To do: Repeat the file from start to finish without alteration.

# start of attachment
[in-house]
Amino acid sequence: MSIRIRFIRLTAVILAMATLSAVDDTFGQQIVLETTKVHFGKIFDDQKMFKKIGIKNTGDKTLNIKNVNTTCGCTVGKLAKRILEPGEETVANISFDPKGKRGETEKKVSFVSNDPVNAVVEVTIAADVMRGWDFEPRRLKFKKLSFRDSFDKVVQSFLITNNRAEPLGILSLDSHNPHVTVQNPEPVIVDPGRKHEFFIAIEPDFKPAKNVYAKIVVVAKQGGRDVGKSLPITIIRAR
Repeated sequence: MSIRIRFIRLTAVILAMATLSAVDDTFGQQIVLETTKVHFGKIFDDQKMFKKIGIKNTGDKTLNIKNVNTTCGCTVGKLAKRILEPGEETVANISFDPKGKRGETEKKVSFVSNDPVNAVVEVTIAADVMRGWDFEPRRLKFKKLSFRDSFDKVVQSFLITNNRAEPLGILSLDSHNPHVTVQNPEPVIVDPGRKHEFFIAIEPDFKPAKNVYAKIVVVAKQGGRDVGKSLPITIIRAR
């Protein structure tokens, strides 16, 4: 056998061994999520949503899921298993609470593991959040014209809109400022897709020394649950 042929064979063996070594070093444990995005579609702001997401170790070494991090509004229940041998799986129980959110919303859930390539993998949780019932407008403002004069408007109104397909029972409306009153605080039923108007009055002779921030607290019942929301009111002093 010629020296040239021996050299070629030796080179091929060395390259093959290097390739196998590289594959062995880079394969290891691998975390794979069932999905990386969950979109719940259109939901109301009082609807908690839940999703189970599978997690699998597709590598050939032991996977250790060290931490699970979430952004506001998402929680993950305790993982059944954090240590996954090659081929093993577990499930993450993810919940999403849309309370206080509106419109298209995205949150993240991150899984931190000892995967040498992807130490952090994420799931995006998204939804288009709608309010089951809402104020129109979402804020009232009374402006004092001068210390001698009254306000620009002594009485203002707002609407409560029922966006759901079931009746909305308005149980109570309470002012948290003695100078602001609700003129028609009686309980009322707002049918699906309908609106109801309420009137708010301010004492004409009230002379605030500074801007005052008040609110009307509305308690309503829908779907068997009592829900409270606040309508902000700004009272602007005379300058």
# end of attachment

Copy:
[in-house]
Amino acid sequence: MSIRIRFIRLTAVILAMATLSAVDDTFGQQIVLETTKVHFGKIFDDQKMFKKIGIKNTGDKTLNIKNVNTTCGCTVGKLAKRILEPGEETVANISFDPKGKRGETEKKVSFVSNDPVNAVVEVTIAADVMRGWDFEPRRLKFKKLSFRDSFDKVVQSFLITNNRAEPLGILSLDSHNPHVTVQNPEPVIVDPGRKHEFFIAIEPDFKPAKNVYAKIVVVAKQGGRDVGKSLPITIIRAR
Repeated sequence: MSIRIRFIRLTAVILAMATLSAVDDTFGQQIVLETTKVHFGKIFDDQKMFKKIGIKNTGDKTLNIKNVNTTCGCTVGKLAKRILEPGEETVANISFDPKGKRGETEKKVSFVSNDPVNAVVEVTIAADVMRGWDFEPRRLKFKKLSFRDSFDKVVQSFLITNNRAEPLGILSLDSHNPHVTVQNPEPVIVDPGRKHEFFIAIEPDFKPAKNVYAKIVVVAKQGGRDVGKSLPITIIRAR
């Protein structure tokens, strides 16, 4: 056998061994999520949503899921298993609470593991959040014209809109400022897709020394649950 042929064979063996070594070093444990995005579609702001997401170790070494991090509004229940041998799986129980959110919303859930390539993998949780019932407008403002004069408007109104397909029972409306009153605080039923108007009055002779921030607290019942929301009111002093 010629020296040239021996050299070629030796080179091929060395390259093959290097390739196998590289594959062995880079394969290891691998975390794979069932999905990386969950979109719940259109939901109301009082609807908690839940999703189970599978997690699998597709590598050939032991996977250790060290931490699970979430952004506001998402929680993950305790993982059944954090240590996954090659081929093993577990499930993450993810919940999403849309309370206080509106419109298209995205949150993240991150899984931190000892995967040498992807130490952090994420799931995006998204939804288009709608309010089951809402104020129109979402804020009232009374402006004092001068210390001698009254306000620009002594009485203002707002609407409560029922966006759901079931009746909305308005149980109570309470002012948290003695100078602001609700003129028609009686309980009322707002049918699906309908609106109801309420009137708010301010004492004409009230002379605030500074801007005052008040609110009307509305308690309503829908779907068997009592829900409270606040309508902000700004009272602007005379300058």